First of all, these come in VERY nice 'true gatefold' sleeves that actually do justice to the lovely (and rather creepy) artwork. They look and feel exactly like a deluxe gatefold LP that just happens to be reduced to CD size, complete with readable spine. If all CDs were packaged like this I would be pretty happy -- to hell with jewel cases and even digipaks. Kudos to Beta-lactam Ring for pulling it off so well. As for the music, Laugh China Doll is a reissue of Ka-Spel's very first solo album from 1984, and A Long Red Ladder To The Moon is a brand new solo album from 2005. 21 years apart, but the '05 electronics are just as vintage as the '84, and the singing voice sounds just the same. Ka-Spel's music is basically strange synth-pop, with arcane-but-often-sweet and way-English melodies, literary lyrics, weird instrumental interludes, and a lot of vintage electronic pulses and tones that emit a spaced-out vibe and the influence of various things like Pink Floyd (all eras) and even a little bit o' Jamaican dub. Songs come and go with odd subtle surprises -- it can be listenend to as challenging electronics, and also as mellow synth-pop, but Ka-Spel really sounds like himself more than anything, and it's pleasantly hard to put your finger on exactly what's going on here.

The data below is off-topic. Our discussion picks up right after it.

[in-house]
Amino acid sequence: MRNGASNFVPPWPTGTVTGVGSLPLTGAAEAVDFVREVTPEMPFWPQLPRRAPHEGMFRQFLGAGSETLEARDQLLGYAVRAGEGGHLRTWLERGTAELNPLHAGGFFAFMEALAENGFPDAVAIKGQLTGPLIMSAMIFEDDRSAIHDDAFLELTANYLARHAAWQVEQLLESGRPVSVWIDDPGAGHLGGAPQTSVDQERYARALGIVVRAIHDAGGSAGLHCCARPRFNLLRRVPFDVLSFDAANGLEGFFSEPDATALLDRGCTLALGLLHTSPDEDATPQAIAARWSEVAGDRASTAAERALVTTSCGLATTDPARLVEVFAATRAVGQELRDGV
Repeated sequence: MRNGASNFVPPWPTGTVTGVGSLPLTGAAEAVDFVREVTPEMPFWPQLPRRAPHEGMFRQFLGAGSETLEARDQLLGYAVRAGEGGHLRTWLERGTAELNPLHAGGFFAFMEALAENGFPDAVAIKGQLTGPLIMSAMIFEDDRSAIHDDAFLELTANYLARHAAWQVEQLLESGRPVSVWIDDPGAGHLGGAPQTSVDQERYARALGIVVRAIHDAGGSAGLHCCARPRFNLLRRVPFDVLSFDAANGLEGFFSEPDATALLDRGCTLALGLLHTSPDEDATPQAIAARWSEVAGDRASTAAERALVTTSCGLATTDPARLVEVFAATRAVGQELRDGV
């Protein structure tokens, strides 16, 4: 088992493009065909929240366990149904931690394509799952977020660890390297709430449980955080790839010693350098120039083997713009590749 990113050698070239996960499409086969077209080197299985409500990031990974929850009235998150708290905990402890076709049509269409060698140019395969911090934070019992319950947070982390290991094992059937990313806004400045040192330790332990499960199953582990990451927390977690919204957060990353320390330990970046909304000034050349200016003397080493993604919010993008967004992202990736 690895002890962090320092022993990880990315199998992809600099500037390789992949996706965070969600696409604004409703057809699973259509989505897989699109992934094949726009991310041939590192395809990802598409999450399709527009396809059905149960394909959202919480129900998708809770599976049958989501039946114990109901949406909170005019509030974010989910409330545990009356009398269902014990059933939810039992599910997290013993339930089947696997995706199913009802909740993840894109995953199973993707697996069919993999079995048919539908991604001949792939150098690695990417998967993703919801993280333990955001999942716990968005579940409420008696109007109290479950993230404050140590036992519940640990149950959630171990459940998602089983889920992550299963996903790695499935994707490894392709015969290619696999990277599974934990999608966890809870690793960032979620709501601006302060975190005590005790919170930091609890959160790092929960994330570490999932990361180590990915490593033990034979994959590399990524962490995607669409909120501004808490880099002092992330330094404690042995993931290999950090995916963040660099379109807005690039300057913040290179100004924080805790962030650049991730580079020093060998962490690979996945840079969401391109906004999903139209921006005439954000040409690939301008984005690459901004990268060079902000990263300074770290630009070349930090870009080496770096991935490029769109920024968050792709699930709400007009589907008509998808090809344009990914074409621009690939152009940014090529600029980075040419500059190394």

A heavy set of quiet country songs by a guy named Cast King, from Sand Mountain, Alabama, who looks to be really getting up there in years spent on a hardscrabble life, like any romanticized 'musical relic' of a 'fast disappearing past'. But nobody needs to say any of that 'we'll broker that for you' bullshit about Mr. King because he and his songs are the real-deal stuff and Locust has put them out with appropriate plainness. His former band The Country Drifters recorded some songs for Sun Records in the 1950s, but this is basically his solo debut, some 50 years later. He wrote all the songs, and they're about such things as murders, drinking, and hard times -- in other words, the usual, but with an uncommon style that is both soft and severe. Simple stuff, it won't make your eyes flash and glitter, it won't make your head explode, you'll just sit back and let it sink in, like any sad American mist in the air.